One of Scottrade’s primary attractions is the company’s strikingly low commission schedule. In fact, that has been a major focus for Scottrade ever since the beginning, and the $7 fees that attend most stock trades today are among the lowest out there, having not ballooned a bit since 1998. Those interested in penny stocks, though, should beware of an additional fee that is levied on such trades; the half of a percent that gets tacked on might not seem like much in dollar terms, but it can easily add up when it comes to determining whether especially active traders find themselves in the black. Although the company is known for its inexpensive stock trades, it positions itself as an equally frugal outlet for options trading, and the basic $7 fee that accompanies every option trade does seem like a good start. In fact, though, the $1.25 fee that is added for each additional contract is close to twice that charged by many competitors. OptionsHouse, the company that actually provides Scottrade’s options trading platform and functionality, for example, takes quite a bit less for the average trade in the final analysis. If options fees are a weak point, Scottrade recovers nicely when it comes to mutual funds. It boasts one of the industry’s best selections of funds in general, offering access to nearly 15,000 of them as of this writing, with an especially attractive assortment of the no-load funds that so often make the best sense for investors. At $17, Scottrade charges less than anyone else in the industry for getting into or out of a mutual fund. Couple that fact with the undeniably impressive selection, and it is easy to see why so many fund-focused investors speak highly of the company. As with other discount brokers, Scottrade primarily targets self-directed investors. Even the most independent of investors can sometimes benefit from ordering through a professional, though, and Scottrade’s fees for broker-assisted trades are reasonably competitive at $32 each. That puts the company in the middle of the pack overall, although this is unlikely to be much of a consideration for most investors since such trades tend to be fairly rare.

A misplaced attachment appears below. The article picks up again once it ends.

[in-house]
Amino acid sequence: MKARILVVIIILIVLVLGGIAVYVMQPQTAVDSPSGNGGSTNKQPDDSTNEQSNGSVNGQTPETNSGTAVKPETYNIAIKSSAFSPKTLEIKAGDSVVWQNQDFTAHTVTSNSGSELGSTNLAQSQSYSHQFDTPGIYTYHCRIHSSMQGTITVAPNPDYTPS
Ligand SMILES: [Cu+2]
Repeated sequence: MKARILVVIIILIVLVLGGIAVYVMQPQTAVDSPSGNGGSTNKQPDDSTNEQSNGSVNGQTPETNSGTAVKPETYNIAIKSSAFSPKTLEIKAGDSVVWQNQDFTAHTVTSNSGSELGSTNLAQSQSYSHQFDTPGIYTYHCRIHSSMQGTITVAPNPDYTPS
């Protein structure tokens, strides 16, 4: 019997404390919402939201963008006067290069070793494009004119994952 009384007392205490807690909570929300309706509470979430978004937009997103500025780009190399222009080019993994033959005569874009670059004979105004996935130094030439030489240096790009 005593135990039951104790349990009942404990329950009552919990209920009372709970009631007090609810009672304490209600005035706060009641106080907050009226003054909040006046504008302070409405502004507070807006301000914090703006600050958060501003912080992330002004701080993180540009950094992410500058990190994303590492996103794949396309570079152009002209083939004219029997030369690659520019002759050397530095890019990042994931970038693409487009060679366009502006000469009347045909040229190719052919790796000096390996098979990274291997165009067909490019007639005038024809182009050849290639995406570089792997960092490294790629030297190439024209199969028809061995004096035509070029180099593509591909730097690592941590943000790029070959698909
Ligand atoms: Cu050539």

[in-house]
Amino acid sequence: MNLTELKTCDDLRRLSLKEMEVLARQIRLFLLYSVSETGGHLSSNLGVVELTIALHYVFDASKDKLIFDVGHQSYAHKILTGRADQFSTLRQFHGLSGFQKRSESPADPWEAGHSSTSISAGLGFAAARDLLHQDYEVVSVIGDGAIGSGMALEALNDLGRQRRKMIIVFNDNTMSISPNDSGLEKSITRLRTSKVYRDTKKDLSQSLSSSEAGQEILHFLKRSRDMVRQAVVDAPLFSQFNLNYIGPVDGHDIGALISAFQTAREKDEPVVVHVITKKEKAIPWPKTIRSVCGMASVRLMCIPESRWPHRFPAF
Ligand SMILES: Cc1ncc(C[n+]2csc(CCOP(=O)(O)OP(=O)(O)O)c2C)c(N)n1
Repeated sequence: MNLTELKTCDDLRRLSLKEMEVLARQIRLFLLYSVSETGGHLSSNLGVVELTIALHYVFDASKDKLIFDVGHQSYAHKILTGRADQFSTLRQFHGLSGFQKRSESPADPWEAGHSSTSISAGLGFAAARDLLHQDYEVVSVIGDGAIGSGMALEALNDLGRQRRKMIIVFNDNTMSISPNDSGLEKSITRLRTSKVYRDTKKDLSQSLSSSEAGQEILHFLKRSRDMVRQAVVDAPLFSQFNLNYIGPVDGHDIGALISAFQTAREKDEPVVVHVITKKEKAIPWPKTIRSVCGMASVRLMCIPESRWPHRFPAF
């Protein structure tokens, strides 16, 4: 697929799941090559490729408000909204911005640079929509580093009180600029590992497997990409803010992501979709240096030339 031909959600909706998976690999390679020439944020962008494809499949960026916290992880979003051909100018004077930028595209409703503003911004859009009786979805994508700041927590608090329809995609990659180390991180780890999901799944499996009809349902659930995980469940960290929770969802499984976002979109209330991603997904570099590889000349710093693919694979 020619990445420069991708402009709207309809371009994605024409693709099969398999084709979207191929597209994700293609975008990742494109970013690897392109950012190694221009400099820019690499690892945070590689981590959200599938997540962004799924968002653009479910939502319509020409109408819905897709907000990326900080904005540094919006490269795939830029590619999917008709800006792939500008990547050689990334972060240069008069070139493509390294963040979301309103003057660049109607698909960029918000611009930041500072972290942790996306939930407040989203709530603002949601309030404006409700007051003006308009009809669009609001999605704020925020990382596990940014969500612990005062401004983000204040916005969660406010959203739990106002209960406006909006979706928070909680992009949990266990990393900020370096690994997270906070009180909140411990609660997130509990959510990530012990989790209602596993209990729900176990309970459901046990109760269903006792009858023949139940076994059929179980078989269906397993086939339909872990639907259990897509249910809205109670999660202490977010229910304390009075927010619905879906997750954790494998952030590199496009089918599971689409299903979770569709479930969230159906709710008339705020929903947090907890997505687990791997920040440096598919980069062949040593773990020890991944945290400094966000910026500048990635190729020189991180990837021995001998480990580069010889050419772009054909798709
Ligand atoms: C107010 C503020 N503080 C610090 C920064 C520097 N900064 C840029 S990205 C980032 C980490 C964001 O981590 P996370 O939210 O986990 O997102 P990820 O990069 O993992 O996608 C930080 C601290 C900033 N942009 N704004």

Noting that Scottrade’s basic stock-trading fees are around 30% below what TD Ameritrade and E*Trade charge, many investors are going to wonder where the difference comes from. The availability of research is part of the answer, although that is not to say that Scottrade is entirely lacking in this respect. In fact, the company does a good job of giving clients access to the most-used research sources and data points. Pulling up earnings figures or insider activity reports is just as easy and fruitful as it is at more expensive competitors, and clients of the company can also expect to read up on what Standard & Poor’s, Morningstar, and other big names have to say. Where Scottrade can fall behind, however, is in the availability of the specialized, industry- and niche-specific research reports that often interest more advanced investors. While those investing based on fundamentals, then, will probably not find anything lacking, investors seeking more involved and nuanced perspectives on particular companies are more likely to come away disappointed. Customer Service Working with a discount broker necessarily means forgoing the handholding that full-service alternatives specialize in, but there are going to be times in every investor’s life when some assistance will be required. Despite being among the lowest-priced brokers around, Scottrade excels at customer service, this being another important reason for the company’s strong reputation. Like several competitors, Scottrade has a thriving network of local offices spread around the country. Clients who call for assistance are automatically directed to that of these 500 brick-and-mortar locations geographically best positioned to serve them, a smart touch that helps to give a personal feel to interactions with the company’s representatives. Just as importantly, Scottrade brokers and customer service representatives are highly knowledgeable and well trained, right down to knowing the ins and outs of relatively obscure-seeming features of the company’s several trading platforms. Good advice and effective assistance, then, are easily available to clients, although the fact that these skilled customer service reps are only available during normal business hours takes away some of the shine.